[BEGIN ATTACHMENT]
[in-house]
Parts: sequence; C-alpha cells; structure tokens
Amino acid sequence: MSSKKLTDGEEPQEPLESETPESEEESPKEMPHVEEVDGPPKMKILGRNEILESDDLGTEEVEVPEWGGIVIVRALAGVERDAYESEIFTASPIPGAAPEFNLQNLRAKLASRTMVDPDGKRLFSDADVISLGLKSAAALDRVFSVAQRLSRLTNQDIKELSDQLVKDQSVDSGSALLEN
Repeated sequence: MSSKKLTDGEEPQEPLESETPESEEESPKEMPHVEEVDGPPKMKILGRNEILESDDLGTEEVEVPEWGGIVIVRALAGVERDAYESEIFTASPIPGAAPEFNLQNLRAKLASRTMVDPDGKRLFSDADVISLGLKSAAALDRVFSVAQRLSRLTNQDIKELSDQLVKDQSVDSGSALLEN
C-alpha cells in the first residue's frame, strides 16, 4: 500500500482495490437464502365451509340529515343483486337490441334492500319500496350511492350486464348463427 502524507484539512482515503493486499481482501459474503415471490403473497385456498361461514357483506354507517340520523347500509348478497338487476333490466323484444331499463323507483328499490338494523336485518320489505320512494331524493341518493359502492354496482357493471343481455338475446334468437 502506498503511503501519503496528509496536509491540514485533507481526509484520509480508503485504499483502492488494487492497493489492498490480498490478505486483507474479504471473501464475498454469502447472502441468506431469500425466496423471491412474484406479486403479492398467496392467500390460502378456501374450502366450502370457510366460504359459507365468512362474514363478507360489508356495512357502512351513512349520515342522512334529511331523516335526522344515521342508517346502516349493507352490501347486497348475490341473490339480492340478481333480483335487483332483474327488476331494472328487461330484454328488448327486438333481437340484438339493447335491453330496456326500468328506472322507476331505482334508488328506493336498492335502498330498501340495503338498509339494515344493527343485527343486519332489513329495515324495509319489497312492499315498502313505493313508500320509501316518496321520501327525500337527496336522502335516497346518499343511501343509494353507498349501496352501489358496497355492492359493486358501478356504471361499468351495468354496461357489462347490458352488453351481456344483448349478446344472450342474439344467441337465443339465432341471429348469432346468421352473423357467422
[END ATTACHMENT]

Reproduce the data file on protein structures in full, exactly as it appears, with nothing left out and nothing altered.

[in-house]
Parts: sequence; C-alpha cells; structure tokens
Amino acid sequence: MSSKKLTDGEEPQEPLESETPESEEESPKEMPHVEEVDGPPKMKILGRNEILESDDLGTEEVEVPEWGGIVIVRALAGVERDAYESEIFTASPIPGAAPEFNLQNLRAKLASRTMVDPDGKRLFSDADVISLGLKSAAALDRVFSVAQRLSRLTNQDIKELSDQLVKDQSVDSGSALLEN
Repeated sequence: MSSKKLTDGEEPQEPLESETPESEEESPKEMPHVEEVDGPPKMKILGRNEILESDDLGTEEVEVPEWGGIVIVRALAGVERDAYESEIFTASPIPGAAPEFNLQNLRAKLASRTMVDPDGKRLFSDADVISLGLKSAAALDRVFSVAQRLSRLTNQDIKELSDQLVKDQSVDSGSALLEN
C-alpha cells in the first residue's frame, strides 16, 4: 500500500482495490437464502365451509340529515343483486337490441334492500319500496350511492350486464348463427 502524507484539512482515503493486499481482501459474503415471490403473497385456498361461514357483506354507517340520523347500509348478497338487476333490466323484444331499463323507483328499490338494523336485518320489505320512494331524493341518493359502492354496482357493471343481455338475446334468437 502506498503511503501519503496528509496536509491540514485533507481526509484520509480508503485504499483502492488494487492497493489492498490480498490478505486483507474479504471473501464475498454469502447472502441468506431469500425466496423471491412474484406479486403479492398467496392467500390460502378456501374450502366450502370457510366460504359459507365468512362474514363478507360489508356495512357502512351513512349520515342522512334529511331523516335526522344515521342508517346502516349493507352490501347486497348475490341473490339480492340478481333480483335487483332483474327488476331494472328487461330484454328488448327486438333481437340484438339493447335491453330496456326500468328506472322507476331505482334508488328506493336498492335502498330498501340495503338498509339494515344493527343485527343486519332489513329495515324495509319489497312492499315498502313505493313508500320509501316518496321520501327525500337527496336522502335516497346518499343511501343509494353507498349501496352501489358496497355492492359493486358501478356504471361499468351495468354496461357489462347490458352488453351481456344483448349478446344472450342474439344467441337465443339465432341471429348469432346468421352473423357467422